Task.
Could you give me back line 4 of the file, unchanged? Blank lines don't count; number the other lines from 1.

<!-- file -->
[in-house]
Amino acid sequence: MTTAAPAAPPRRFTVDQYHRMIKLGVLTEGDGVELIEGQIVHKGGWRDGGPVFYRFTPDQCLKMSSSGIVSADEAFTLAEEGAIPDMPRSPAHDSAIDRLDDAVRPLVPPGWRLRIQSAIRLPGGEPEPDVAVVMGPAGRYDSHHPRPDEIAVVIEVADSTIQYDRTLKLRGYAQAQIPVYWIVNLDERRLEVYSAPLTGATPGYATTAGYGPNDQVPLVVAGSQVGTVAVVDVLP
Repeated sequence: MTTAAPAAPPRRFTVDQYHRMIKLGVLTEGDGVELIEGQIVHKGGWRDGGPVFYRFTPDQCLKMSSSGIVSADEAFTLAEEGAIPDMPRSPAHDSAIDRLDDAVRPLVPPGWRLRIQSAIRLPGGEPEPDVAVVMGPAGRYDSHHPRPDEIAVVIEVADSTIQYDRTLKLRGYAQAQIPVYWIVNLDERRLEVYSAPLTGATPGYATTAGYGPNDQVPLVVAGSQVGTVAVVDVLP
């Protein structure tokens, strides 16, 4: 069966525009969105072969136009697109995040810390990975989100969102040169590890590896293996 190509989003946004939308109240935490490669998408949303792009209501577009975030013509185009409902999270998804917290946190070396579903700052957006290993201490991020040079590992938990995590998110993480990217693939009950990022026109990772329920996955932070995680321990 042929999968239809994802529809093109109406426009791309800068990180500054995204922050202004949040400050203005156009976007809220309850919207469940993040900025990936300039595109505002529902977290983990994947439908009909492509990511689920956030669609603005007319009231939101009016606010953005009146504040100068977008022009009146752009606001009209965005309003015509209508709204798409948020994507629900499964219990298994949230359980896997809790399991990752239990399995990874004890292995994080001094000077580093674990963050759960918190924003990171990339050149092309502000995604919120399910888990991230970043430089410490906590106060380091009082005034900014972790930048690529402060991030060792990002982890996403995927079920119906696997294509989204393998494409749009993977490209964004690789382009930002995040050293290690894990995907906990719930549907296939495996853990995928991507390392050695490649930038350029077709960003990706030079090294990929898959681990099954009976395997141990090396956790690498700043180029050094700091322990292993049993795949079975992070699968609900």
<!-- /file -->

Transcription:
């Protein structure tokens, strides 16, 4: 069966525009969105072969136009697109995040810390990975989100969102040169590890590896293996 190509989003946004939308109240935490490669998408949303792009209501577009975030013509185009409902999270998804917290946190070396579903700052957006290993201490991020040079590992938990995590998110993480990217693939009950990022026109990772329920996955932070995680321990 042929999968239809994802529809093109109406426009791309800068990180500054995204922050202004949040400050203005156009976007809220309850919207469940993040900025990936300039595109505002529902977290983990994947439908009909492509990511689920956030669609603005007319009231939101009016606010953005009146504040100068977008022009009146752009606001009209965005309003015509209508709204798409948020994507629900499964219990298994949230359980896997809790399991990752239990399995990874004890292995994080001094000077580093674990963050759960918190924003990171990339050149092309502000995604919120399910888990991230970043430089410490906590106060380091009082005034900014972790930048690529402060991030060792990002982890996403995927079920119906696997294509989204393998494409749009993977490209964004690789382009930002995040050293290690894990995907906990719930549907296939495996853990995928991507390392050695490649930038350029077709960003990706030079090294990929898959681990099954009976395997141990090396956790690498700043180029050094700091322990292993049993795949079975992070699968609900």